Mistake vs Wrang - What's the difference?

mistake | wrang |


As verbs the difference between mistake and wrang

is that mistake is to understand wrongly, taking one thing for another, or someone for someone else while wrang is (wring).

As a noun mistake

is an error; a blunder.

mistake

English

Noun

(en noun)
  • An error; a blunder.
  • * 1877 , Henry Heth, quoting , in "Causes of the Defeat of Gen. Lee's Army at the Battle of GettysburgOpinions of Leading Confederate Soldiers.", Southern Historical Society Papers (1877), editor Rev. J. WM. Jones [http://books.google.com/books?id=iDIFAAAAQAAJ&pg=PA292&dq=lee+%22mistakes+were+made%22&hl=en&ei=fchaTbu4L8L98AaVs4n-DQ&sa=X&oi=book_result&ct=result&resnum=3&ved=0CDUQ6AEwAg#v=onepage&q=lee%20%22mistakes%20were%20made%22&f=false]
  • After it is all over, as stupid a fellow as I am can see that mistakes' were made. I notice, however, that my ' mistakes are never told me until it is too late.
  • (baseball) A pitch which was intended to be pitched in a hard to hit location, but instead ends up in an easy to hit place
  • Synonyms

    * See also

    Usage notes

    * Usually make a mistake. See

    Verb

  • To understand wrongly, taking one thing for another, or someone for someone else.
  • Sorry, I mistook you for my brother. You look very similar.
  • * Shakespeare
  • My father's purposes have been mistook .
  • * Johnson
  • A man may mistake the love of virtue for the practice of it.
  • To commit an unintentional error; to do or think something wrong.
  • * Jonathan Swift
  • Servants mistake , and sometimes occasion misunderstanding among friends.
  • (obsolete, rare) To take or choose wrongly.
  • (Shakespeare)

    Derived terms

    * mistakeless

    wrang

    English

    Verb

    (head)
  • (wring)
  • ----

    wring

    English

    Verb

  • To squeeze or twist tightly so that liquid is forced out.
  • You must wring your wet jeans before hanging them out to dry.
  • * Bible, Judg. vi. 38
  • He rose up early on the morrow, and thrust the fleece together, and wringed the dew out of the fleece.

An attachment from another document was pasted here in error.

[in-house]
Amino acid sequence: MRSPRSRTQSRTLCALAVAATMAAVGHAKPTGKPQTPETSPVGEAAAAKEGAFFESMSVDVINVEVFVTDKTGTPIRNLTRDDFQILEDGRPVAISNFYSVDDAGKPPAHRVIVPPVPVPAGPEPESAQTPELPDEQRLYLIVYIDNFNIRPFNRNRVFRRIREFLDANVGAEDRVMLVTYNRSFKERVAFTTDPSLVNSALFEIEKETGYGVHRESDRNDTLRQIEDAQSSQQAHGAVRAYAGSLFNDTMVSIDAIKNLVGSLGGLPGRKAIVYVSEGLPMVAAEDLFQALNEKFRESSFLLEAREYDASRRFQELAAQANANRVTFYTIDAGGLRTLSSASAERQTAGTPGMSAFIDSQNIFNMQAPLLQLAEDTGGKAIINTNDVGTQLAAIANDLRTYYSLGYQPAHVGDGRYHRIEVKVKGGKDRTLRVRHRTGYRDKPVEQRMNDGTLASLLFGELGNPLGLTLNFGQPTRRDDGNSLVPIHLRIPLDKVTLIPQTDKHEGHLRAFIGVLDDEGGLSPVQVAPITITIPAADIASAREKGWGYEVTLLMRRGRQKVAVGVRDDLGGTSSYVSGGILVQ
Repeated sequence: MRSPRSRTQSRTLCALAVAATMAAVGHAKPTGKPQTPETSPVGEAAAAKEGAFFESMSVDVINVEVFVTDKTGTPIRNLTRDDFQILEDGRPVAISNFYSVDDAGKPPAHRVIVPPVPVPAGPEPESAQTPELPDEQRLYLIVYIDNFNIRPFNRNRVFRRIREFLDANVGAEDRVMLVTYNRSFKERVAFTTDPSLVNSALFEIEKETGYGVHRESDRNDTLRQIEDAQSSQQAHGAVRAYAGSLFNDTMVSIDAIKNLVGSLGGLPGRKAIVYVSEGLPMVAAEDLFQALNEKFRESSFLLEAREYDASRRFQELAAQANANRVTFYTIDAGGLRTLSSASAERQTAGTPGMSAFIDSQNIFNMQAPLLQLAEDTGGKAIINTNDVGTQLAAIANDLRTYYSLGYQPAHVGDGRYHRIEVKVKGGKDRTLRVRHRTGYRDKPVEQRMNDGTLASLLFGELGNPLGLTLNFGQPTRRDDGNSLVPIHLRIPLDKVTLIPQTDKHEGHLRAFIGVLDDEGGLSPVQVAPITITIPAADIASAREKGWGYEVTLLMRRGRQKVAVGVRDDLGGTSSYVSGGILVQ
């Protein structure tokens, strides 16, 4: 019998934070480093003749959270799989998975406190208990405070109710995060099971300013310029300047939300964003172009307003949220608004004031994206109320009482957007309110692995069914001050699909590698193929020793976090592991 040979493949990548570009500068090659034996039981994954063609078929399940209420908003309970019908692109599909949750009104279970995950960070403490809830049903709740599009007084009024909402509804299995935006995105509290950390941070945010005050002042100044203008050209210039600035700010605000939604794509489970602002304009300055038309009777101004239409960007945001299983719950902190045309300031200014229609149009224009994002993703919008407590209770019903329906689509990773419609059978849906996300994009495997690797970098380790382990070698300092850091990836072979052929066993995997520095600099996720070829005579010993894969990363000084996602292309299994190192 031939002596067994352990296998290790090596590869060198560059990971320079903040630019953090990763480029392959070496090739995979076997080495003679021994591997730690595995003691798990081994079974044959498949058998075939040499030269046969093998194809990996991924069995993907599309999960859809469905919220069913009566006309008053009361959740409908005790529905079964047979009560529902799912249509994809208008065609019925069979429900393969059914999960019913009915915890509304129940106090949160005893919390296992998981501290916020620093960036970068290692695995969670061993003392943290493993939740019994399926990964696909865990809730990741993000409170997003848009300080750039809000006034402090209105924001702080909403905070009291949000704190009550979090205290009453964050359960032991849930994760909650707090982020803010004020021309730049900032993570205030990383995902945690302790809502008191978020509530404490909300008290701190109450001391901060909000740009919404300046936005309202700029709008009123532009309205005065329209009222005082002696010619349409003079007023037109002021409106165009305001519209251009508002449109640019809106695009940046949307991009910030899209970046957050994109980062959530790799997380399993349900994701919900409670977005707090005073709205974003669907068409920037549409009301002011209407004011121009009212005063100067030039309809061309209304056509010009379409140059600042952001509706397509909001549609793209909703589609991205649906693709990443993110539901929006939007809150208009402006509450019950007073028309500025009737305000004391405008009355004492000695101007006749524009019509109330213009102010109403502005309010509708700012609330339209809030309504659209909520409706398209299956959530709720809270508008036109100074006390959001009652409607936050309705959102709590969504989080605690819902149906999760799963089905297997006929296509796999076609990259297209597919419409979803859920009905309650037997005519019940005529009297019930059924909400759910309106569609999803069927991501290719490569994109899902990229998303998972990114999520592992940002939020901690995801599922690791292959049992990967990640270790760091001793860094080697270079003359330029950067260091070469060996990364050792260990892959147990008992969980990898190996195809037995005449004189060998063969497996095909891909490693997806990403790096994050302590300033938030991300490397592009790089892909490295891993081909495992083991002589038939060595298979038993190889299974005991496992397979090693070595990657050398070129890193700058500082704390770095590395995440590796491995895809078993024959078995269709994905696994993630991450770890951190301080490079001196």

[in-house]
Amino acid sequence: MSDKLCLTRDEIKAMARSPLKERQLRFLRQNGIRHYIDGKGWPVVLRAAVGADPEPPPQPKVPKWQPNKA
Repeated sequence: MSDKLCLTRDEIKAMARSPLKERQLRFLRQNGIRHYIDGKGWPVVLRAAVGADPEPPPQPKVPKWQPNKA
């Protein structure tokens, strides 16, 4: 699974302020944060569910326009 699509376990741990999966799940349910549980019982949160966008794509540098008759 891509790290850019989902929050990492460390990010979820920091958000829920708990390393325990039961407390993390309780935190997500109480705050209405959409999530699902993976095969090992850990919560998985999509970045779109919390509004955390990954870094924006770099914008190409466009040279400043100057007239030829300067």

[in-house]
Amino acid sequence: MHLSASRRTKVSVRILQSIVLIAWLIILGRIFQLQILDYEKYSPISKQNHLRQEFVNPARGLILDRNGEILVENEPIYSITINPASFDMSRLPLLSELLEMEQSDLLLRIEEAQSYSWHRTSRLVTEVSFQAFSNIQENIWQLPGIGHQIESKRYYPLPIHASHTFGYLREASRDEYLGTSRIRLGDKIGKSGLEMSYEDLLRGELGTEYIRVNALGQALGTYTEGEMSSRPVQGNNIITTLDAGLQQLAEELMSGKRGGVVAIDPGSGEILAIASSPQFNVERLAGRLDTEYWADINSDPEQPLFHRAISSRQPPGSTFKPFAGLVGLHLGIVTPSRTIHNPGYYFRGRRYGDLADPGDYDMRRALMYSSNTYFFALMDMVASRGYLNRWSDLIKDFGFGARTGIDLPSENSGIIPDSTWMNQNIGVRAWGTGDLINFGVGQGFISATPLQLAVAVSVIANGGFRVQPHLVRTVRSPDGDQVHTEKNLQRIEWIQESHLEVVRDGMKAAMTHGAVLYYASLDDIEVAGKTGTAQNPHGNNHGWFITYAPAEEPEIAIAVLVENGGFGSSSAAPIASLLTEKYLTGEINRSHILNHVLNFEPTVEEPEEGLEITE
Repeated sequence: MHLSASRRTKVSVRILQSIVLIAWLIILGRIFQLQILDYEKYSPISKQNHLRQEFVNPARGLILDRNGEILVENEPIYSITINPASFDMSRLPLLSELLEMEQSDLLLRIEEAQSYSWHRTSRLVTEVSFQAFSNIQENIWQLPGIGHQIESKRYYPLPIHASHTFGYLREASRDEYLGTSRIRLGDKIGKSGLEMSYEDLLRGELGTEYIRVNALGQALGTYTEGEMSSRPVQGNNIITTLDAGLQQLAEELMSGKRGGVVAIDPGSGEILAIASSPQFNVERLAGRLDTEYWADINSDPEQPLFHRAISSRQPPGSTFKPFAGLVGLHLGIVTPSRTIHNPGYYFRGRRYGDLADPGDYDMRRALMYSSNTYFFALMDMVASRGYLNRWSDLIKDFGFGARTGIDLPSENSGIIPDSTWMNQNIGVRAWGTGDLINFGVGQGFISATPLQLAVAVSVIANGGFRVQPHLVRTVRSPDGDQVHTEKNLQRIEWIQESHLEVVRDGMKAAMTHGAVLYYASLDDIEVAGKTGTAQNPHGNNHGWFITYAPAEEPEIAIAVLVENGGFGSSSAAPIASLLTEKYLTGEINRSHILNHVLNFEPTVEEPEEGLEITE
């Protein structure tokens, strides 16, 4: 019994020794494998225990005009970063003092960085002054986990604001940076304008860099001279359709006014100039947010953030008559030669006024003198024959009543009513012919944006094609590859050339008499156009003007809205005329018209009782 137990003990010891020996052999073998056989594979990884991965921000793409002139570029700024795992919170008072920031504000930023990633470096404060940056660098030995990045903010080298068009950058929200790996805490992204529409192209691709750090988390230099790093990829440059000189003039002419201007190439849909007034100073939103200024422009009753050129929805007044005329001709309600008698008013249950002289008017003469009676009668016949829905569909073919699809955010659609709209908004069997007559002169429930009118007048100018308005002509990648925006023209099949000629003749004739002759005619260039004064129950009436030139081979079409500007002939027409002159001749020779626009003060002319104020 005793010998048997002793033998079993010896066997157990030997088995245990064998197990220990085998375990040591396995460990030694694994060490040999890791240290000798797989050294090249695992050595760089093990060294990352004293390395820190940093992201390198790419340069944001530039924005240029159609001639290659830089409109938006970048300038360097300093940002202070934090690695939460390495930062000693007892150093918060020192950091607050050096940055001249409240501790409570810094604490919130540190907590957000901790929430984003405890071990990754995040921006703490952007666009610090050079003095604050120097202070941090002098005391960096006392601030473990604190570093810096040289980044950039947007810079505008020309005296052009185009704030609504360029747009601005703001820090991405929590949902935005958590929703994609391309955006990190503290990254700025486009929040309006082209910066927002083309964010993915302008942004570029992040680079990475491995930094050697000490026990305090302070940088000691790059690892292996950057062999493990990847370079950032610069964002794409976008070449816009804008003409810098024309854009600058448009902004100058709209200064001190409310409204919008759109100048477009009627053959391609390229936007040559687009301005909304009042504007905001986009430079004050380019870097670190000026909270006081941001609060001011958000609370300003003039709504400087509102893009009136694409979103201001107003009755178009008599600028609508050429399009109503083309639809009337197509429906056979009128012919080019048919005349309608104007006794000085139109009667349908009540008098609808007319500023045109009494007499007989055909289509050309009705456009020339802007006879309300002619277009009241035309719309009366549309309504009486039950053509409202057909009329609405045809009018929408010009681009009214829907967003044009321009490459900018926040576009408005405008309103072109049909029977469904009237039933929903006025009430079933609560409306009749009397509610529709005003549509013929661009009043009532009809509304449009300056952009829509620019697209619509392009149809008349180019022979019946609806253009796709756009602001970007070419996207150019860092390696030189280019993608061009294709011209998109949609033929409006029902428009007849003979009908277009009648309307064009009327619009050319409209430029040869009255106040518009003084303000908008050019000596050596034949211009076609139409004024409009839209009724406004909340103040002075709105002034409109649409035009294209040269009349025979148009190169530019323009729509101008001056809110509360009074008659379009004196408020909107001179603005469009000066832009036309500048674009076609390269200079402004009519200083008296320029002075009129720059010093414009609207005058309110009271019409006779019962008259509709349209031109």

• * Shakespeare
  • Your overkindness doth wring tears from me.
  • To obtain by force.
  • The police said they would wring the truth out of that heinous criminal.
  • To hold tightly and press or twist.
  • Some of the patients waiting in the dentist's office were wringing their hands nervously.
    He said he'd wring my neck if I told his girlfriend.
    He wrung my hand enthusiastically when he found out we were related.
  • * Francis Bacon
  • The king began to find where his shoe did wring him.
  • * Bible, Leviticus i. 15
  • The priest shall bring it [a dove] unto the altar, and wring off his head
  • To writhe; to twist, as if in anguish.
  • To kill and animal, usually poultry, by breaking its neck by twisting.
  • * Shakespeare
  • 'Tis all men's office to speak patience / To those that wring under the load of sorrow.
  • To pain; to distress; to torment; to torture.
  • * Clarendon
  • Too much grieved and wrung by an uneasy and strait fortune.
  • * Addison
  • Didst thou taste but half the griefs / That wring my soul, thou couldst not talk thus coldly.
  • To distort; to pervert; to wrest.
  • * Whitgift
  • How dare men thus wring the Scriptures?
  • To subject to extortion; to afflict, or oppress, in order to enforce compliance.
  • * Shakespeare
  • To wring the widow from her 'customed right.
  • * Hayward
  • The merchant adventurers have been often wronged and wringed to the quick.
  • (nautical) To bend or strain out of its position.
  • to wring a mast

    References

    * * English irregular verbs ----